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Research Papers

Numerical Simulation of the Effect of Rib Orientation on Fluid Flow and Heat Transfer in Rotating Serpentine Passages

[+] Author and Article Information
Berrabah Brahim

Department of Mechanical Engineering,
Materials and Reactive Systems Laboratory,
Faculty of Technology,
Djillali Liabes University,
Sidi bel-abbes 22000, Algeria
e-mail: Berrabah_brahim@yahoo.fr

Contributed by the Heat Transfer Division of ASME for publication in the JOURNAL OF THERMAL SCIENCE AND ENGINEERING APPLICATIONS. Manuscript received December 12, 2015; final manuscript received August 3, 2016; published online October 18, 2016. Assoc. Editor: Wei Li.

J. Thermal Sci. Eng. Appl 9(1), 011008 (Oct 18, 2016) (14 pages) Paper No: TSEA-15-1352; doi: 10.1115/1.4034597 History: Received December 12, 2015; Revised August 03, 2016

The effect of rib orientation on flow and heat transfer in a four-pass square channel with skewed ribs in nonorthogonal-mode rotation was numerically studied by using omega-based Reynolds stress model (SMCω). Two cases are examined: in first case, the ribs are oriented with respect to the main flow direction at an angle of 45deg in the first and third passage and at an angle of +45 deg in the second passage. The second case is identical to the first case with the ribs oriented at angle of +45deg in the three passages. The calculations are carried out for a Reynolds number of 25,000, a rotation number of 0.24, and a density ratio of 0.13. The results show that the secondary flows induced by 45deg ribs and by rotation combine partially destructively in the first and third passage of first case. In contrast, for second case, the secondary flows induced by +45deg ribs and by rotation combine constructively in the first passage, while the flow is dominated by the vortices induced by +45deg ribs in the third passage. In first case, a significant degradation of the heat transfer rate is observed on the coleading side of the first passage and on both cotrailing and coleading sides of the third as compared to second case. Consequently, the rib orientations at +45deg are preferred in the radial outward flowing passage with an acceptable pressure drop. The numerical results are in agreement with the available experimental data.

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Figures

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Fig. 2

45 deg channel orientation and rib configuration used. Cross sections of blade and channel viewed from axis of rotation.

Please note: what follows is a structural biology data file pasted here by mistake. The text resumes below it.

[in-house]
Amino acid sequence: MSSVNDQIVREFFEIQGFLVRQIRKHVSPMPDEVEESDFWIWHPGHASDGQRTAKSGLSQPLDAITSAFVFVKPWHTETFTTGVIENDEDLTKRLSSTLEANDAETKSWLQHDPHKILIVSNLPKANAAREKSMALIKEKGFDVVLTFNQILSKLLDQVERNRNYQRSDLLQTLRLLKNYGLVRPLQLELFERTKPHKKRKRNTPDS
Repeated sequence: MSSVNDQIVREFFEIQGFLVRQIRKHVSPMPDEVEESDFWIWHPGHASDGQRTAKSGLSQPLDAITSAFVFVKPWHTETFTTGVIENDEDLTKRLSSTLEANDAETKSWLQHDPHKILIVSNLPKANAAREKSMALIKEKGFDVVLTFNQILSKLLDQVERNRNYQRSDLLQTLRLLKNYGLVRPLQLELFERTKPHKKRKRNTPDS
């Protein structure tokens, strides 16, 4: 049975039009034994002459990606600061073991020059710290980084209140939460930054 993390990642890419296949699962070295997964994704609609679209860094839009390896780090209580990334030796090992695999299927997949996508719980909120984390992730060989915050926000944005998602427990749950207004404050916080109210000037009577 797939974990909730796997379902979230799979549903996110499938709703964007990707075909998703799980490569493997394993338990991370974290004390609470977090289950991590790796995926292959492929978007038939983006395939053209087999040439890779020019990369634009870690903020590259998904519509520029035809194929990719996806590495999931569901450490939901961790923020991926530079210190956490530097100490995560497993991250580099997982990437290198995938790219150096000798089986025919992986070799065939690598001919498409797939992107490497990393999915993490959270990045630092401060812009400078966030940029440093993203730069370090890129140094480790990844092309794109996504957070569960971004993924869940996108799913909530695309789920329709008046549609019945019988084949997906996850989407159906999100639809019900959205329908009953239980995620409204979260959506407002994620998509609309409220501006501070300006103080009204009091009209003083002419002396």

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Fig. 1

Geometrical configurations studied and rib orientation used

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Fig. 3

Numerical grid used and view of grid near the ribs. Locations of several planes (arrows indicate how the secondary flow patterns are viewed).

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Fig. 4

Grid refinement study

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Fig. 5

Secondary flow streamlines and temperature contours in first passage for case 1 and case 2

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Fig. 6

Secondary flow streamlines and temperature contours in second passage for case 1 and case 2

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Fig. 7

Secondary flow streamlines and temperature contours in third passage for case 1 and case 2

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Fig. 8

Secondary flow streamlines and temperature contours in the three bends for case 1 and case 2 (the figures in the bends were pivoted of 45 deg)

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Fig. 9

Secondary flow streamlines and temperature contours at the exit of the third bend (left) and the secondary flow contours (right) in fourth passage for case 1 and case 2

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Fig. 11

Effect of rib orientation on turbulent kinetic energy and Reynolds stress uv

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Fig. 10

Velocity vectors (u2+w2)0.5/Ub at 1/10 rib height from the cotrailing side for case 1 and case 2

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Fig. 12

Distributions of local Nusselt number ratio for case 1 and case 2

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Fig. 13

Distributions of local Nusselt number ratio on the others sides in case 1 and case 2 (the same Fig. 12 was pivoted of 180 deg)

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Fig. 14

Effect of rib orientation on Nusset number ratio

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Fig. 15

Effect of rib orientation on pressure drop

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